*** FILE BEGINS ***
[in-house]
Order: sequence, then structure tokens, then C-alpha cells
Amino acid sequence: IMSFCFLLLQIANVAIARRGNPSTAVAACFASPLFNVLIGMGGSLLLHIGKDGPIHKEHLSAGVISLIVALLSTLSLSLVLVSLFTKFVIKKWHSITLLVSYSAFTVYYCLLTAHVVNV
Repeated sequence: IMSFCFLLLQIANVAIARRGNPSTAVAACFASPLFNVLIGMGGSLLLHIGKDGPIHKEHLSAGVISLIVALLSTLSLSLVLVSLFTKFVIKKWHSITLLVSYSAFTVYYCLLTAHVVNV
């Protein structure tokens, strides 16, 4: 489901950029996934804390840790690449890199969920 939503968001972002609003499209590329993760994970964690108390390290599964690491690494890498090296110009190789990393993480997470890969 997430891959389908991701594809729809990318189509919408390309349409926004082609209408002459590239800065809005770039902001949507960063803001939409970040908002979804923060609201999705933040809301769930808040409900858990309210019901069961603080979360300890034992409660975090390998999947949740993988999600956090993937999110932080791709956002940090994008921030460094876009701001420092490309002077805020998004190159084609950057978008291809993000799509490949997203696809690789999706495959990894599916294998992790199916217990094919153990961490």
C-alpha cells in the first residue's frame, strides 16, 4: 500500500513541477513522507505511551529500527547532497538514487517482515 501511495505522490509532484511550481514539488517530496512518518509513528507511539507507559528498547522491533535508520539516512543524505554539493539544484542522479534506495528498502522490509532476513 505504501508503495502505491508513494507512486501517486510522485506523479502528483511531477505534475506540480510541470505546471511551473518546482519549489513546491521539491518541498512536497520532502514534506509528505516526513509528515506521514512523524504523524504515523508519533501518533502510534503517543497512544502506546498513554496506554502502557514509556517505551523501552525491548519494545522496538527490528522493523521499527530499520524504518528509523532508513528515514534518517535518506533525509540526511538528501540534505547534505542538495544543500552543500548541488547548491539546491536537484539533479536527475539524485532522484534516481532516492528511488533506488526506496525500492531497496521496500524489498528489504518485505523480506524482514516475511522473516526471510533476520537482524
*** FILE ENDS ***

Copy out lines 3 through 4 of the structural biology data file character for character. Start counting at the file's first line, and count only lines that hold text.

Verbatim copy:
Amino acid sequence: IMSFCFLLLQIANVAIARRGNPSTAVAACFASPLFNVLIGMGGSLLLHIGKDGPIHKEHLSAGVISLIVALLSTLSLSLVLVSLFTKFVIKKWHSITLLVSYSAFTVYYCLLTAHVVNV
Repeated sequence: IMSFCFLLLQIANVAIARRGNPSTAVAACFASPLFNVLIGMGGSLLLHIGKDGPIHKEHLSAGVISLIVALLSTLSLSLVLVSLFTKFVIKKWHSITLLVSYSAFTVYYCLLTAHVVNV